Home > Moving Guides > Home Improvement 101 > Basement > Installing a Sump Pump

Installing a Sump Pump

0.0  0.0/5
views  702 Views
If a flooding basement is a constant problem for you, then you might want to install a sump pump. Unlike other options for controlling water damage, a sump pump will remove water from your basement rather than temporarily holding it back. The following will explain how to go about installing sump pump in your basement, should you decide to put one in.

Before You Start

There are several things to do before you go about installing a sump pump:
  • Inspect the outside of the home for any factors that might be contributing to the flooding of your basement, like clogged gutters or landscaping that slopes toward the home rather than away from it. Make the appropriate fixes.

  • Find the best place to put it. The sump pump should go at a low point of your basement, next to an exterior wall (at least 8 inches from the wall).

  • Try to find out where your utility connections are so you can avoid disturbing them. You may need to contact the developer of your home to find this out.
TIP: Your home might be already fitted for a sump pump. If so, use the pre-existing pit, which will save you a lot of time and work.

Installation

The next step is to begin digging the hole for the pump. This can be done by placing the liner of the pump in your desired sport and drawing an outline around it, allowing for plenty of extra room. You should consult the manual of the sump pump to find out how deep your hole will need to be.

Once you have your outline and know how far down you need to dig, use a rented jackhammer to break through the concrete floor. Begin by hammering out the perimeter and then going into the middle until the entire area is shattered. Then, remove the pieces of concrete. If you are unable to get them out, use the jackhammer at an angle to pry up the large pieces.

After breaking through the concrete, you can use a shovel to clear away dirt until you get to the recommended depth. At this point, you'll want to place the plastic lining of the sump pump into the hole. The space between the liner and the gravel should be filled in with gravel until it gets to a height of 1 inch below the rest of the floor.

TIP: If you like, you can cover the gravel around the sump pump with concrete, though this would only before aesthetic reasons.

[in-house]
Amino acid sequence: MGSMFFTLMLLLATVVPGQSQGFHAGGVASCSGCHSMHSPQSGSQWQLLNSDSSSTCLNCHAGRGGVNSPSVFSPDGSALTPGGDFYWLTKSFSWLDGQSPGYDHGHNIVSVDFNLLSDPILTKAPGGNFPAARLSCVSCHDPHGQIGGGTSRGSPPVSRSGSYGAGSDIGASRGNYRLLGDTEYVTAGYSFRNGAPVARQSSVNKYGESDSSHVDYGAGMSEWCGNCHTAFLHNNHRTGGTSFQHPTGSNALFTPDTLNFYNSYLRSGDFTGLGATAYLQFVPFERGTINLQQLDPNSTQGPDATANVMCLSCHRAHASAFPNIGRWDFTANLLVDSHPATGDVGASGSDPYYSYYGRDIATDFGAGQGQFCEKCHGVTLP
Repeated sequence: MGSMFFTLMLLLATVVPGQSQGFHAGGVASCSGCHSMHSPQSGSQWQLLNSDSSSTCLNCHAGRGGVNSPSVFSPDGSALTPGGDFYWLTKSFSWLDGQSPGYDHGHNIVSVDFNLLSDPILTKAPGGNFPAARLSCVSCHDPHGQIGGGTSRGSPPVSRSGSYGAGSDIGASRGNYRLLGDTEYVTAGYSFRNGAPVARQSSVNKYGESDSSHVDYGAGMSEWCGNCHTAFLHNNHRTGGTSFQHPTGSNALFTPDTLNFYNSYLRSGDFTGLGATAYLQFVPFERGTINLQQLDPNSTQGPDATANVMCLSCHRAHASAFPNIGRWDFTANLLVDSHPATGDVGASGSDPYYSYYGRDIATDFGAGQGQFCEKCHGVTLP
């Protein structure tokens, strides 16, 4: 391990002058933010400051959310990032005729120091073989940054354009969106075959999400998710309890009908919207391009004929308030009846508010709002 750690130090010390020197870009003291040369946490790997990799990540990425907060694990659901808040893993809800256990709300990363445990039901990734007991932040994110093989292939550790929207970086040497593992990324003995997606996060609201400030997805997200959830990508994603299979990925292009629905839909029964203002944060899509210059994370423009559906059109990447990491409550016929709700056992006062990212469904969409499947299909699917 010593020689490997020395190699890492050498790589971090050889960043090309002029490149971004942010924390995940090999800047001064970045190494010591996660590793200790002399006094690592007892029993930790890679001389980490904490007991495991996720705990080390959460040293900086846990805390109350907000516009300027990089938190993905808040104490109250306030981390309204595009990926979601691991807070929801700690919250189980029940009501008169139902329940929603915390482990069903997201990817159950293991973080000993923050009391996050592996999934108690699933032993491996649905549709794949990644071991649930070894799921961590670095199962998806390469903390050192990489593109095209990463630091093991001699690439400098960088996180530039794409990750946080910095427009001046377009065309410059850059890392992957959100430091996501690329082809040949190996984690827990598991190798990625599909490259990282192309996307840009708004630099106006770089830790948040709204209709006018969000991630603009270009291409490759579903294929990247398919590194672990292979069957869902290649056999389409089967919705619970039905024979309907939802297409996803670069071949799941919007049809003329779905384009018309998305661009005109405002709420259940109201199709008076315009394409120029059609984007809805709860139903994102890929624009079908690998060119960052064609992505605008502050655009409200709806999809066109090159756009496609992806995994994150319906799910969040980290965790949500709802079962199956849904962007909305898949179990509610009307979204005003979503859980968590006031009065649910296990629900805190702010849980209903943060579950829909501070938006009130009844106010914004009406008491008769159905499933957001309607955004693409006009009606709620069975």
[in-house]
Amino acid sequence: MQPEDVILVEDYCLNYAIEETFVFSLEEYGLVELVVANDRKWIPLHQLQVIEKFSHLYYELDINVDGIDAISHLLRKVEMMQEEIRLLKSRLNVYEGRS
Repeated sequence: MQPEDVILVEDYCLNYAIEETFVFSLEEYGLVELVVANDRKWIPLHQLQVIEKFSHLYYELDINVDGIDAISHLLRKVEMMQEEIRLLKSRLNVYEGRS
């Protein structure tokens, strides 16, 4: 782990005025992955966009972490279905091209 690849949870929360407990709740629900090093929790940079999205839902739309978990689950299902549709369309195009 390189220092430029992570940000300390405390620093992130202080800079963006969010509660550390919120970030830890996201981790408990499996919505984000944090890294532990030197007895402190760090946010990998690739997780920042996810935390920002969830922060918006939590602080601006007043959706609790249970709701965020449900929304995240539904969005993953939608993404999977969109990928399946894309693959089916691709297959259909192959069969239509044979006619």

Now that the hole and lining are prepared, you will be ready to put the sump pump inside. Firstly, you'll need to attach a PVC adapter to the pump. Most brands have a discarge port with a 1.5 inch diameter, so you'll need to get PVC with that diameter as well. Next, attach a short piece (enough so that it will rise just above the top of the liner) of PVC piping into the adapter. The power cords of the pump should then be secured to that piece of PVC.

At this point, you can place the pump into the lining and put the lid over it. If the lid doesn't have space for the PVC pipe on the top of the pop, you'll have to drill an opening yourself. A check valve should be installed at the top of the PVC piping, which will keep water from flowing back into the pump. An additional length of pipe should then be attached above the valve.

The next step is to drill a hole that will allow you to install the piping to bring the water outside. You can do this by drilling a small hole (using a 1/4 inch drill bit) into the inside of the rim joist. Then, go outside your house and re-drill the same hole with a larger (2 inch) bit. Once you have the hole, place a length of PVC pipe through the hole, at a right angle to the pipe rising up from the pump. Hold up a PVC elbow joint to see how everything lines up and to find out how much you have trim off the pipe leading to the pump. You can then attach the three pieces together.

You can now turn your attention to the outside. Cut the portion of the pipe that extends outside the house so it is only sticking out half an inch. Then, place another elbow joint to this one, with an additional length of pipe pointing downward. At this point, you can place a long splash block so the water won't end up back inside your house. The final steps are to caulk the piping and, finally, plug the pump into the outlet.

Installing a sump pump into your basement isn't an easy task. However, if your basement is prone to flooding, it is well worth it. Next time water enters your basement, you can simply rely on your new sump pump to get it out of there.

Adam Mandelbaum  Posted by Adam Mandelbaum on January 7, 2013

Rate this guide Installing a Sump Pump